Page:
Last Stop: Resumes

We’ve saved the best for our last post on application processes – RESUMES! After you’ve submitted transcripts, LSAT scores, and your personal statement, your resume is where you showcase what you’re passionate about. Through your work experience, internships, student involvement, and volunteer experiences, we’re able to capture a better picture of you. Keep in mind, there are both good and bad ways of how to showcase this information; we’ve seen it all.

  1. The Includer: This is the resume that tells everything, and we mean EVERYTHING. Things you did in high school, every single award (academic and otherwise), academic courses, jobs, etc. A resume should be tailored to your application – that means some things (ie. high school activities) are better left off. Unless they are a significant achievement (national level awards, mega internships), make sure that the information you are providing is related to your application.
  2. The Minimalist: On the other side of the spectrum, these are the resumes without much at all. We understand that not every student has been super involved, had high level internships, or worked 40 hour weeks at 3 different jobs during college. But we do know that you’ve done something with your time while in college and after! How have you turned your passions into involvements, volunteerism, or jobs? These are all ways that we can learn more about you and how you might be a good fit for W&M Law!
  3. The Lister: It never fails that we get a resume with a simple list of involvements without any explanation as to how they are relevant. Please don’t be this person. Resumes should be organized by areas of commonality (jobs, volunteerism, organizations, etc.) and not by year in college. You should never rely on an admissions officer to do research into a particular business in which you’ve worked or organization in which you’ve been involved – make sure you outline your responsibilities in those positions!
  4. The Modest: Your resume is an opportunity to brag, and brag you should. One of our biggest pet peeves is receiving a resume with one line about job responsibilities or the level of involvement. Tell us about that organization and why you were interested in joining, even if your involvement was minimal! Additionally, there are multiple things that you can learn from every retail, food service, or delivery job you’ve had. Customer service, time management, problem solving skills, and critical thinking are all important components of graduate level study; don’t leave those out!
  5. The Graphic Designer: The average time a recruiter spends on reviewing a resume is between 15-30 seconds (in the business world it’s 6!). Make sure your resume is easy to read! This means that you should NOT use templates from Microsoft Word just because they look cool. You shouldn’t make admission officers hunt for information; it’s one of the quickest ways to ensure that your resume will not get a full review.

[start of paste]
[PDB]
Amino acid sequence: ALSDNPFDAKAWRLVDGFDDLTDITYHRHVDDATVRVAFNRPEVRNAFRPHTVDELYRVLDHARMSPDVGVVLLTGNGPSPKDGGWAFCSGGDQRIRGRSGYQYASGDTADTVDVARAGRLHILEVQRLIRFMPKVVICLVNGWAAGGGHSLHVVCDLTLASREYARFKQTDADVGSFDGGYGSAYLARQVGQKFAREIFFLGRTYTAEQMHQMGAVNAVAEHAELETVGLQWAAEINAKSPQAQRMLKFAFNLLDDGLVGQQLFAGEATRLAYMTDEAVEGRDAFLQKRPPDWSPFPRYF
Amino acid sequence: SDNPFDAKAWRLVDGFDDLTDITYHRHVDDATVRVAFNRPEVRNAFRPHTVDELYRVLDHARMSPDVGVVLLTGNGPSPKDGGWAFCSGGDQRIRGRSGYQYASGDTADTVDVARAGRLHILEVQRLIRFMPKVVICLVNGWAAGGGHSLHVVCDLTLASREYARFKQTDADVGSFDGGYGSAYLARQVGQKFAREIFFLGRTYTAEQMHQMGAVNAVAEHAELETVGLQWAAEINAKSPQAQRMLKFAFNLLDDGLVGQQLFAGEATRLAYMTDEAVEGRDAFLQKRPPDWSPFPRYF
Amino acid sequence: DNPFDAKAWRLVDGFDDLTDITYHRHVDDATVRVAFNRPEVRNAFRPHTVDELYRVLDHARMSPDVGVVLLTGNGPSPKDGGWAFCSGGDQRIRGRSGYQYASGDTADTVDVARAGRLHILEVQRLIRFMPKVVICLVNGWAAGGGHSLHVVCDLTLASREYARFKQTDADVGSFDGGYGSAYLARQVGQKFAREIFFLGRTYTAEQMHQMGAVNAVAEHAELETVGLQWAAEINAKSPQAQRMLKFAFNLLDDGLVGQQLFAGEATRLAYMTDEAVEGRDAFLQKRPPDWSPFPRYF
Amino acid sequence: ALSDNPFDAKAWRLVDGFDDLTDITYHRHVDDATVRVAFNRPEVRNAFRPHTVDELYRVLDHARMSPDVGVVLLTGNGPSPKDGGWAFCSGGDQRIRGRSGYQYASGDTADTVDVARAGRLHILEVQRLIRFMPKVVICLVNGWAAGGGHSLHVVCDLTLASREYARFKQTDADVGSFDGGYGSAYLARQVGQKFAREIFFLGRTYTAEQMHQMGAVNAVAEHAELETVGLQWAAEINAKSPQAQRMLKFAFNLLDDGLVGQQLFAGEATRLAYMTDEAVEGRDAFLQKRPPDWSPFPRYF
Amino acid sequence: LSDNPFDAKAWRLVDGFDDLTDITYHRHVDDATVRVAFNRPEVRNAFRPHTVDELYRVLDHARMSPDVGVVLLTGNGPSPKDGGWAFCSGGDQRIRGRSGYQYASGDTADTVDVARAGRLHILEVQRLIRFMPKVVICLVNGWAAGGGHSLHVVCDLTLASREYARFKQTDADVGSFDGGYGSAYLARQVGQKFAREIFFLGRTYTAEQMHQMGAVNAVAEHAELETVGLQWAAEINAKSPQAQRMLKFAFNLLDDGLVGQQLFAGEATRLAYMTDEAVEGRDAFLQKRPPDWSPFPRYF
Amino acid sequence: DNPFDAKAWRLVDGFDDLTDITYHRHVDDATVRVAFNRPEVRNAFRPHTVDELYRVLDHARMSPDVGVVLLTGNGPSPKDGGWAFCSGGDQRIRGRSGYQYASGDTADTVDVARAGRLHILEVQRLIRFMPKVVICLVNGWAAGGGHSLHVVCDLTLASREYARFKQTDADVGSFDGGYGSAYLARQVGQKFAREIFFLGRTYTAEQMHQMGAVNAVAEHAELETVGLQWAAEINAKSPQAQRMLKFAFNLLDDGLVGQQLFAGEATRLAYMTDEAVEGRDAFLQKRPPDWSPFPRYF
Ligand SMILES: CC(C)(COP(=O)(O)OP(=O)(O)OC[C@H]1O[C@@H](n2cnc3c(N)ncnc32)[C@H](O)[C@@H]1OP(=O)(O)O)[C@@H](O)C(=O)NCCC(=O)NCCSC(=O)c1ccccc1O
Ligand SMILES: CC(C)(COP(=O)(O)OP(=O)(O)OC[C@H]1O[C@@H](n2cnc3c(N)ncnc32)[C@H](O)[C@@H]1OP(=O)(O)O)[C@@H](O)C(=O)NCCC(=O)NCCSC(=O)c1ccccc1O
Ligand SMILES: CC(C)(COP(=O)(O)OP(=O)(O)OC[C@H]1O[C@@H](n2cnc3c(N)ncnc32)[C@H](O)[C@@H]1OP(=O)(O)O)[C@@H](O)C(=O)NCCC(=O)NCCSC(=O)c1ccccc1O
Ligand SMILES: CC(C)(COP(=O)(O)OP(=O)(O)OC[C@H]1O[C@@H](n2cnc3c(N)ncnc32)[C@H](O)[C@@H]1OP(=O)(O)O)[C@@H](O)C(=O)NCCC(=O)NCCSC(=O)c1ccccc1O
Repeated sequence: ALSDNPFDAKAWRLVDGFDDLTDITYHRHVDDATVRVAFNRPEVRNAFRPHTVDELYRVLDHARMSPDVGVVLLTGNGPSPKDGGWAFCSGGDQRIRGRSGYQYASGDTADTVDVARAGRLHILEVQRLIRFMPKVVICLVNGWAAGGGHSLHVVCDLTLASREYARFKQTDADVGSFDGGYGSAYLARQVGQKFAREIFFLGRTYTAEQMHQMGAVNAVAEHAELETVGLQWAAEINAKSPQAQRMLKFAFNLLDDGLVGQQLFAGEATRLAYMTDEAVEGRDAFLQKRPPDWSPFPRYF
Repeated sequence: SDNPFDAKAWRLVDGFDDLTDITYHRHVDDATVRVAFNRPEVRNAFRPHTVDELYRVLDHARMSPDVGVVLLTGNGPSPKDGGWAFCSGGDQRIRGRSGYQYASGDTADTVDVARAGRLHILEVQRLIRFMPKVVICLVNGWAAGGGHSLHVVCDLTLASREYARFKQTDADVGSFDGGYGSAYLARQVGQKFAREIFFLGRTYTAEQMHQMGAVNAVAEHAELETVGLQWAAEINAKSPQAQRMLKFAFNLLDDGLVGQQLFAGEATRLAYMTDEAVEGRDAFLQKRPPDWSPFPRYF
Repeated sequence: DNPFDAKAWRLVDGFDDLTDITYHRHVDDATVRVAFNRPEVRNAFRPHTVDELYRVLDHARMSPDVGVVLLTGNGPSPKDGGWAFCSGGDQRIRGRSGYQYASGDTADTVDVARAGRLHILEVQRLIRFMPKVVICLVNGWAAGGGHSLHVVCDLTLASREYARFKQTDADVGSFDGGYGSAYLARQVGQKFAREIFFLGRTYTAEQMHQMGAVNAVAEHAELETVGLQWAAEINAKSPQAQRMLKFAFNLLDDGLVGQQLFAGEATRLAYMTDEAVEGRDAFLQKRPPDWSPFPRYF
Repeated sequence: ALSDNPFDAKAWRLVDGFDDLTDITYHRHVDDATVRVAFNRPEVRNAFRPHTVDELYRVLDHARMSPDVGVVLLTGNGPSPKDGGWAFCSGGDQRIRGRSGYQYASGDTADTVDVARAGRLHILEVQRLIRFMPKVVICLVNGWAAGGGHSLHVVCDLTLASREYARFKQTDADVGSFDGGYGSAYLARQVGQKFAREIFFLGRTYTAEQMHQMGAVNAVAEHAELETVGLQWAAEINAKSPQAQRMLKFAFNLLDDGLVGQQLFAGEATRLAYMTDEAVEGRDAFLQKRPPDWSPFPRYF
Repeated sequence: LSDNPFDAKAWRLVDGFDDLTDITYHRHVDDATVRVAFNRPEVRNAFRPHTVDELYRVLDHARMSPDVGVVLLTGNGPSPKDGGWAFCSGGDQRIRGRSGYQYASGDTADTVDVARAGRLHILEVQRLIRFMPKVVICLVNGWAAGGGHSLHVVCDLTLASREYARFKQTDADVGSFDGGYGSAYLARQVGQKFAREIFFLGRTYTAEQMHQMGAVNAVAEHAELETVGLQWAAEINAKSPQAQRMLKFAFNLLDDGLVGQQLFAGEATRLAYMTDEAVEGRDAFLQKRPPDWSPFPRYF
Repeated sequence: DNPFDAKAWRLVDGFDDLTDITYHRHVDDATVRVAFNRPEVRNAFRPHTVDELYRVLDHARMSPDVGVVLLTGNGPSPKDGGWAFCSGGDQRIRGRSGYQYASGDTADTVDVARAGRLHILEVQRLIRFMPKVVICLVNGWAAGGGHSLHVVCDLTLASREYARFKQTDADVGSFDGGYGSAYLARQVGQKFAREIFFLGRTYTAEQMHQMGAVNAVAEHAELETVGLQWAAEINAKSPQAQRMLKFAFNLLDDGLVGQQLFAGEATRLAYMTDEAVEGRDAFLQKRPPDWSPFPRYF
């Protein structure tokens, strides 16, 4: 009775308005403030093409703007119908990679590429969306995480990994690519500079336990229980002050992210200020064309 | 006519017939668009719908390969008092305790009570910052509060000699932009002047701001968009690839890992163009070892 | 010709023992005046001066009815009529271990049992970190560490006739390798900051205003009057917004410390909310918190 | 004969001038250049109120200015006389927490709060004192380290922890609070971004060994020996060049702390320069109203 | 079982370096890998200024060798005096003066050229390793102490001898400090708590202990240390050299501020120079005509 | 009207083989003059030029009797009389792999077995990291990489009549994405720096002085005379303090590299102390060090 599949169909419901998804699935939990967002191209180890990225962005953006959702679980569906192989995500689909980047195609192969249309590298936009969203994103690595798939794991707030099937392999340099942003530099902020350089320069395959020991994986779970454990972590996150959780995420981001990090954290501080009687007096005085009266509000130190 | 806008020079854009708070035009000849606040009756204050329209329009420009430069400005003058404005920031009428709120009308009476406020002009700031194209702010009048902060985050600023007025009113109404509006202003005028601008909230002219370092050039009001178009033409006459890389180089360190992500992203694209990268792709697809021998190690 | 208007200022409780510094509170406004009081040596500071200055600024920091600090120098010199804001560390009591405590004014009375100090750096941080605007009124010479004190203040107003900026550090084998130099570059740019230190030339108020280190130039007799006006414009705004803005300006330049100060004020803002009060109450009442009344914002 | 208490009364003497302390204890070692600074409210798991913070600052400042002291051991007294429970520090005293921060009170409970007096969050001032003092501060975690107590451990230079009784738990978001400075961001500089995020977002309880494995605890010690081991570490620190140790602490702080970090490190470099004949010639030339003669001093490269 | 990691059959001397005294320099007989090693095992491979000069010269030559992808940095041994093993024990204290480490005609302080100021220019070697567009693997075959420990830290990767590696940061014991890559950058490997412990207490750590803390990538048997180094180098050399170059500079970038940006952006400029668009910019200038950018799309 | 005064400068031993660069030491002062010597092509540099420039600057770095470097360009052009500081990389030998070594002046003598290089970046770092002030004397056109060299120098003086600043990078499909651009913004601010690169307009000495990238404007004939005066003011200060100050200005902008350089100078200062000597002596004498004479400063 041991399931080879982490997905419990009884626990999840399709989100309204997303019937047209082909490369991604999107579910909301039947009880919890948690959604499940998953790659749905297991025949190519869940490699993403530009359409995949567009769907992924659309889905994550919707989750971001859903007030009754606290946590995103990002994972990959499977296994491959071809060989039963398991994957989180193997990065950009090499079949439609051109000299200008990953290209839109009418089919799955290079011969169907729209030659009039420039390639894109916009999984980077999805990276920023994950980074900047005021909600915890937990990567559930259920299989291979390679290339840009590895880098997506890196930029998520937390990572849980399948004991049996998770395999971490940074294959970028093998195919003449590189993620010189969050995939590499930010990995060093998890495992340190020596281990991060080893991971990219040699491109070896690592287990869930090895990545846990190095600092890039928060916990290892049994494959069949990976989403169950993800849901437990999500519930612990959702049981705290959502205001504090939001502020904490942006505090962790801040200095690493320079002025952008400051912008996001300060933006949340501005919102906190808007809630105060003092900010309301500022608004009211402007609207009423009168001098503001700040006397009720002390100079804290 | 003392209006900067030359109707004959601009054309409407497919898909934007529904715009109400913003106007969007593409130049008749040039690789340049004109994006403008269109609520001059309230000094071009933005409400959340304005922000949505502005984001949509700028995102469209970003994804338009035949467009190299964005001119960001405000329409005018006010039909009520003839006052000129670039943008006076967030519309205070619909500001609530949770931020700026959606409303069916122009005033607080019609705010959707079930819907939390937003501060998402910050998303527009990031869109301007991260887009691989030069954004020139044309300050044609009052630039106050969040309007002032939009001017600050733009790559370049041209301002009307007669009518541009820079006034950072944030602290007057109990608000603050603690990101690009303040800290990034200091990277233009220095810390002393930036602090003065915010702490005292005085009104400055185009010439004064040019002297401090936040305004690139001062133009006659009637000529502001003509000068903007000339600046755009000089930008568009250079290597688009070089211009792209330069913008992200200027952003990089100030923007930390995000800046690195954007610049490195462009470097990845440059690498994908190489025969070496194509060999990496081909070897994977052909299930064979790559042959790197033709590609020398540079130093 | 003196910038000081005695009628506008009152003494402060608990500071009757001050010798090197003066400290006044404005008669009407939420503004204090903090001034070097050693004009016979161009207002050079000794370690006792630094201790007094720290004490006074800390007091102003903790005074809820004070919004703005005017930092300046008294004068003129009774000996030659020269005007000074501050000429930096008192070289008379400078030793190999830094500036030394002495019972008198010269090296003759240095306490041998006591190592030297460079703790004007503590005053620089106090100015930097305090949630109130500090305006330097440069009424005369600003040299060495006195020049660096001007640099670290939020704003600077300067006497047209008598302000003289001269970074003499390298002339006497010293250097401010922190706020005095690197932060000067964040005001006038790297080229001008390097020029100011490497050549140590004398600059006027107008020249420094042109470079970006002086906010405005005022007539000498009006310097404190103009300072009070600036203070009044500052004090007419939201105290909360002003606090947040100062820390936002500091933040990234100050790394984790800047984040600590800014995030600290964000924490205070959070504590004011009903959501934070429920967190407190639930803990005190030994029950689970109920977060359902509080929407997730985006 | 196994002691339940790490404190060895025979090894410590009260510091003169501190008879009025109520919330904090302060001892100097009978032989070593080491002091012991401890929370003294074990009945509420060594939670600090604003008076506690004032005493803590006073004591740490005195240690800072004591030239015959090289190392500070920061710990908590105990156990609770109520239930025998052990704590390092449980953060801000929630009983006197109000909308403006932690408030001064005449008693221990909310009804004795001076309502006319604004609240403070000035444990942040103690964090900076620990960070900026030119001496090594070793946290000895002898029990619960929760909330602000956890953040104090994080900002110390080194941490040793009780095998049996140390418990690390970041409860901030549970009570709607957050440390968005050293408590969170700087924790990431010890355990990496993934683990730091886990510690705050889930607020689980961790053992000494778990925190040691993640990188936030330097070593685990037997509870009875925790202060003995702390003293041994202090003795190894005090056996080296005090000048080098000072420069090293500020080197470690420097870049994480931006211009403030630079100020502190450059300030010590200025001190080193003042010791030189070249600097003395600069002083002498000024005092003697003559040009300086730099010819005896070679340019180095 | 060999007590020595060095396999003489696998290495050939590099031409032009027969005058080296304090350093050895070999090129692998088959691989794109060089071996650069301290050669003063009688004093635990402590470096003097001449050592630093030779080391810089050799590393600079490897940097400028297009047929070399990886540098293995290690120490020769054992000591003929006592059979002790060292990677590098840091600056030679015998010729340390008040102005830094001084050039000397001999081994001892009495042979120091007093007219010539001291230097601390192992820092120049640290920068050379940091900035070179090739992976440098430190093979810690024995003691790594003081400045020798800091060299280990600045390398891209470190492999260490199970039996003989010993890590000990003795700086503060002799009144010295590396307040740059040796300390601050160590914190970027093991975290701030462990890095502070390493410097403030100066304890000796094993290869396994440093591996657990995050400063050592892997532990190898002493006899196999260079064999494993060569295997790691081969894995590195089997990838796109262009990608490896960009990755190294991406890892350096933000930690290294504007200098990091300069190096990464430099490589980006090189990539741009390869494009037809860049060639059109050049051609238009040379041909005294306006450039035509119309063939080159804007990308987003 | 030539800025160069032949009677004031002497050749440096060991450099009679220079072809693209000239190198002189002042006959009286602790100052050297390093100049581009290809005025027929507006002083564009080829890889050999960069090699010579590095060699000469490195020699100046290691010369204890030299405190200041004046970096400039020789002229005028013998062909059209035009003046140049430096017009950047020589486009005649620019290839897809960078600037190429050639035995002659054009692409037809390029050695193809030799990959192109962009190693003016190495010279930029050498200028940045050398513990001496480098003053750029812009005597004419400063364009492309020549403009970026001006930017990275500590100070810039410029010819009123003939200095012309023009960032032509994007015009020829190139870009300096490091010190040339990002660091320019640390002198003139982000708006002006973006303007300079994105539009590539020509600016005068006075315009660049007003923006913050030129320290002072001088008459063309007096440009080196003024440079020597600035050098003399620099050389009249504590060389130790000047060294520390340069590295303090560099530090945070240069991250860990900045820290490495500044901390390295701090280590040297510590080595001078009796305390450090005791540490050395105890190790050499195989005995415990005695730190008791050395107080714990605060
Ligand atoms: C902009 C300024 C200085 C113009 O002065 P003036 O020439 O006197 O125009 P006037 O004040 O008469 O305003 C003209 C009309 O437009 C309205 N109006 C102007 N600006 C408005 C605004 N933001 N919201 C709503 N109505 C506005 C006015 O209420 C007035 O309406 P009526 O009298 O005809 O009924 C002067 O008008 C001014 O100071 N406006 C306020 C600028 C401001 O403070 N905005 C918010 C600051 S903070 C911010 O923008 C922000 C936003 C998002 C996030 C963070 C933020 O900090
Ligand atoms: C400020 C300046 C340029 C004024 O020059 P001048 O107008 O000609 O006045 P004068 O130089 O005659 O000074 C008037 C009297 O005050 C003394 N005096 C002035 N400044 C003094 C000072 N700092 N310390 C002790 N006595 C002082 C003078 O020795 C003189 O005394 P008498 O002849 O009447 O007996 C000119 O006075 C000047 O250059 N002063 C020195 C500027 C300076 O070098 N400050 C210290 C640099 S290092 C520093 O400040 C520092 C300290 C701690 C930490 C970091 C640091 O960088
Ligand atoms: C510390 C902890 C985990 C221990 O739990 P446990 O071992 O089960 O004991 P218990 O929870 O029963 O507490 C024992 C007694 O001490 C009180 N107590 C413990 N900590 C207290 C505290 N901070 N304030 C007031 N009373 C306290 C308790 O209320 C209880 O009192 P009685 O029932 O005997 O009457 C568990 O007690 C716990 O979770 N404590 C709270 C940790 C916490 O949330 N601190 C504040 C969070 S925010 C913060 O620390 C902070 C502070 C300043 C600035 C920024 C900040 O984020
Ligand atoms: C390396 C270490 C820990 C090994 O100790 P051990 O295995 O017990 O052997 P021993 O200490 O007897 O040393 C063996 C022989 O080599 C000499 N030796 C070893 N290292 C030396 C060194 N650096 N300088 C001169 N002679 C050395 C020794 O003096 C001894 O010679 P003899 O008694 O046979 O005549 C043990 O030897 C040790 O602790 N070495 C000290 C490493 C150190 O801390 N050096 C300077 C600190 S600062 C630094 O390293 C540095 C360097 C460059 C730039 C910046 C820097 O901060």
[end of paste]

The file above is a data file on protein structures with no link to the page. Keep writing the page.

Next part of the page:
There are multiple resources available to you on how to better build your resume; for those coming straight from college or recently graduated, your university’s Career Center is the FIRST place you should start! The professionals there will help you build, tailor, and polish your resume to put your best self forward. And while it might not be the MOST important aspect of your application, it is still important. Don’t leave it to the last minute and expect stellar results!

Who You Gonna Call? Letters of Recommendation

We’re (just about) halfway through the Fall 2019 application cycle, and this week we’re talking about letters of recommendation!

After personal statements, this is the part of the application we get the most questions about. The reality is, it’s also the hardest part to advise on. You know the people who know you best, and those should be the people you ask for a recommendations. Professors, supervisors, mentors, academic advisors, the list goes on! But for the sake of consistency, here are answers to a few questions we get for navigating the process.

  1. How many letters of recommendation should I have? That all depends on the school you’re applying to, but most will ask for 2 at the least. Make sure you do your due diligence and research each school’s requirements! Some don’t require any, and some have very. specific. requirements. Don’t be that person who doesn’t do their research because you might miss out on an admission letter!
  2. Who should I ask? Someone who knows your academic background is a must. Law school is, after all, an academic environment; we want to know what you’re like in the classroom. Individuals who know you on a personal level are helpful to hear from as well. We also like to know that you’re not a serial killer. Both sides of the same coin (you’re the coin here…).
  3. When should I ask my recommendors for the letter? As soon as possible! Professors have a lot going on and likely many people asking for letters. The more time you can give them the better. If you can, provide them with a copy of your resume, maybe even your personal statement. This will help them to get caught up on what you’ve been doing and highlight your biggest achievements. The same goes for supervisors. And don’t be afraid to remind them of upcoming deadlines!

Most importantly, you need to really think about who to ask. Just because you did well in a class doesn’t mean that professor knows you well enough to give you a favorable recommendation. Depending on the size of the class, how long ago you took it, and your relationship with them, they may not even remember you. Goodness knows we’ve read some letters that were not favorable, and some that downright declined to recommend them for law school. So do your due diligence and really consider your options.